We often speak of how underdeveloped African countries: they fail to provide basic amenities such as proper sanitation and access to education to all citizens. We grumble bitterly about our corrupt politicians and the inefficiency of our governments at raising the living standards of citizens and freeing the country of accumulated debt. We lament about how we are in the 21st century and we are still battling energy issues, (#dumsor) while the rest of the world leaps and bounds ahead of us.
What breaks my heart isn’t the complaining, these are valid issues which need to be addressed and I for one, strongly believe that the time for playing the colonialism card as an excuse for not having developed, has long elapsed. Take Ghana for example, we have enjoyed over half a century of independence and all we have to show for it is the ever increasing wealth disparity.
After we have exhausted our eternal lists of reasons why Africa will never succeed, we quickly follow it up with “Anyways it’s not my problem, I’m going to study Engineering in the states then I’ll get my Master’s degree in the UK and after that and perhaps settle down in Switzerland, I hear the scenery is to die for.” We clamour to leave our countries seeking greener pastures, instead of staying behind to fix the problems we have here.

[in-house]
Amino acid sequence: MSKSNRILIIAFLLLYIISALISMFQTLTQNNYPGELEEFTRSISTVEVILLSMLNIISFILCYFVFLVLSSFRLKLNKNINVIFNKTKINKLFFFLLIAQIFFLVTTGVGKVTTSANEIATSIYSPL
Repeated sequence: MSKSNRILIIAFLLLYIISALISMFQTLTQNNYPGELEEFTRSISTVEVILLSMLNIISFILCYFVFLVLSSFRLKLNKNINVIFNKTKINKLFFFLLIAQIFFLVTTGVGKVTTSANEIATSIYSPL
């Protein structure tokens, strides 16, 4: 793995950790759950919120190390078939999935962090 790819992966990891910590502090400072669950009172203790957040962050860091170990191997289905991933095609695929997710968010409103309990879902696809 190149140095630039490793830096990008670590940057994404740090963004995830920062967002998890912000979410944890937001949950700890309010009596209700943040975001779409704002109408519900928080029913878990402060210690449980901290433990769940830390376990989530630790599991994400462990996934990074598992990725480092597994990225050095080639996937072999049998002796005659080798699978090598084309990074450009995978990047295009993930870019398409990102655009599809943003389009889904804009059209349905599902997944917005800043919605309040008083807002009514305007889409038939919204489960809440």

Forgetting to add ourselves to the unending list of reasons Africa remains underdeveloped, we argue that Africa continues to need good passionate leaders. Yet we quickly abandon Africa to her own fate after acquiring the very attributes our continent needs in competent leaders in school. Through the student leadership opportunities presented at our educational institutions, we hone these invaluable skills then fail to give back to our motherland. For example, in Consortium Club you pick up strategic thinking, in Pan-African and Interact Clubs, you learn to inspire people and get them to believe in your vision, as monitors and prefects you begin to grasp the challenges of peer leading and liaising up a hierarchy.
Therefore today, I challenge all of us to reflect carefully on what our curriculum seeks to achieve. It is easy to jump on a bus, go to a deprived community, teach the kids and come back to the hostel to attend to our numerous assignments. The bigger question, however, remains unanswered. What impact did we have on those communities? Have we improved those communities? Have we given those communities, the necessary tools to enable them escape the vicious cycle of poverty? Are those communities better off because of their interaction with us, or they are left waiting till the next time we come, ready to provide more solutions?
What I am suggesting here is that, our curriculum is deeply etched in the philosophy of the school, knowledge in the service of Africa. I am imploring all of us to take ownership of our experiences here in the school. After all, we have the skills, the knowledge, and the opportunities to transform our continent. We can no longer wait for a benevolent benefactor to come save us from ourselves. We have the knowledge, now to start serving those around us.